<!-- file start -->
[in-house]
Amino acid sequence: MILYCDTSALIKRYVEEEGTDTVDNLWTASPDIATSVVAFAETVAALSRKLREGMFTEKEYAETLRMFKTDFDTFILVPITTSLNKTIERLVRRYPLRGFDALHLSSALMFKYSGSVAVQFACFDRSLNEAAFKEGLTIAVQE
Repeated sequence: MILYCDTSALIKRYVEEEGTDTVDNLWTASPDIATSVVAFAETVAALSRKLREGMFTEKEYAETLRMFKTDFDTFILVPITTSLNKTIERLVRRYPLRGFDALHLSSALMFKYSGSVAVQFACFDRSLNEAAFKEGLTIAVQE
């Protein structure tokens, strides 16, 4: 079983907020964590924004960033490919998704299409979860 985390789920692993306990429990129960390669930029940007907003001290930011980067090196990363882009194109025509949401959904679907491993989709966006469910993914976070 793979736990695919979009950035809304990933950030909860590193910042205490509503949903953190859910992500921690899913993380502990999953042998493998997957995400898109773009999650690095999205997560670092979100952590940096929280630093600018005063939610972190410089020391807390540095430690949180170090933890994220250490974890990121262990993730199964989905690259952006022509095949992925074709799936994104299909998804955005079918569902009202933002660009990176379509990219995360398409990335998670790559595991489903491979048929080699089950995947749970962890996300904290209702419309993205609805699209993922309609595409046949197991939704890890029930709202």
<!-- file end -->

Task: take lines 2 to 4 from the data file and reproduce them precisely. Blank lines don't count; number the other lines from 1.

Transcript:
Amino acid sequence: MILYCDTSALIKRYVEEEGTDTVDNLWTASPDIATSVVAFAETVAALSRKLREGMFTEKEYAETLRMFKTDFDTFILVPITTSLNKTIERLVRRYPLRGFDALHLSSALMFKYSGSVAVQFACFDRSLNEAAFKEGLTIAVQE
Repeated sequence: MILYCDTSALIKRYVEEEGTDTVDNLWTASPDIATSVVAFAETVAALSRKLREGMFTEKEYAETLRMFKTDFDTFILVPITTSLNKTIERLVRRYPLRGFDALHLSSALMFKYSGSVAVQFACFDRSLNEAAFKEGLTIAVQE
């Protein structure tokens, strides 16, 4: 079983907020964590924004960033490919998704299409979860 985390789920692993306990429990129960390669930029940007907003001290930011980067090196990363882009194109025509949401959904679907491993989709966006469910993914976070 793979736990695919979009950035809304990933950030909860590193910042205490509503949903953190859910992500921690899913993380502990999953042998493998997957995400898109773009999650690095999205997560670092979100952590940096929280630093600018005063939610972190410089020391807390540095430690949180170090933890994220250490974890990121262990993730199964989905690259952006022509095949992925074709799936994104299909998804955005079918569902009202933002660009990176379509990219995360398409990335998670790559595991489903491979048929080699089950995947749970962890996300904290209702419309993205609805699209993922309609595409046949197991939704890890029930709202």